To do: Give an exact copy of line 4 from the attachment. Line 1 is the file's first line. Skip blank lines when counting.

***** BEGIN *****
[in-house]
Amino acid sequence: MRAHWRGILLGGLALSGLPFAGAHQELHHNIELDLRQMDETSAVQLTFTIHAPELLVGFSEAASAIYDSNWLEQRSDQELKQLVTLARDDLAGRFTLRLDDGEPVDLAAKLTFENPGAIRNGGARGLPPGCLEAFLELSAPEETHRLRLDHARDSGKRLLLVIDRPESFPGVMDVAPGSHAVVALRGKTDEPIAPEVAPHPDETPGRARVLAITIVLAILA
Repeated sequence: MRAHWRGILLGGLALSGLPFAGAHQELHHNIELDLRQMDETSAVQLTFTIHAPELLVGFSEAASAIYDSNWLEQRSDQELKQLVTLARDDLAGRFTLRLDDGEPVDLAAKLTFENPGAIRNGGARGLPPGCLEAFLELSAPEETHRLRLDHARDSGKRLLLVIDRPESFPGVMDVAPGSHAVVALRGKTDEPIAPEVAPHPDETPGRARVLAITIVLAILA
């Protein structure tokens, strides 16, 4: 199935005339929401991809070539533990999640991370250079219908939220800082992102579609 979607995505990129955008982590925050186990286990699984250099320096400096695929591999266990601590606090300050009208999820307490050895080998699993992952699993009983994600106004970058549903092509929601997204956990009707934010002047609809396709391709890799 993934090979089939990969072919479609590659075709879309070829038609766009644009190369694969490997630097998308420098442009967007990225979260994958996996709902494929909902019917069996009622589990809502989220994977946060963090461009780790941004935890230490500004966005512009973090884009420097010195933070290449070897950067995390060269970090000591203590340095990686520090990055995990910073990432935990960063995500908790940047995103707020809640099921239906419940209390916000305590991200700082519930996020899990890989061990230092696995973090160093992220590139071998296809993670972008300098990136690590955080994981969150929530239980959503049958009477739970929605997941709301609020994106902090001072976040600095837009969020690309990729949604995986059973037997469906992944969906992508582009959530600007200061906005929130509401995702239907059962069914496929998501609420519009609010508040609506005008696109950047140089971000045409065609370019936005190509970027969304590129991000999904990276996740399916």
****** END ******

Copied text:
């Protein structure tokens, strides 16, 4: 199935005339929401991809070539533990999640991370250079219908939220800082992102579609 979607995505990129955008982590925050186990286990699984250099320096400096695929591999266990601590606090300050009208999820307490050895080998699993992952699993009983994600106004970058549903092509929601997204956990009707934010002047609809396709391709890799 993934090979089939990969072919479609590659075709879309070829038609766009644009190369694969490997630097998308420098442009967007990225979260994958996996709902494929909902019917069996009622589990809502989220994977946060963090461009780790941004935890230490500004966005512009973090884009420097010195933070290449070897950067995390060269970090000591203590340095990686520090990055995990910073990432935990960063995500908790940047995103707020809640099921239906419940209390916000305590991200700082519930996020899990890989061990230092696995973090160093992220590139071998296809993670972008300098990136690590955080994981969150929530239980959503049958009477739970929605997941709301609020994106902090001072976040600095837009969020690309990729949604995986059973037997469906992944969906992508582009959530600007200061906005929130509401995702239907059962069914496929998501609420519009609010508040609506005008696109950047140089971000045409065609370019936005190509970027969304590129991000999904990276996740399916």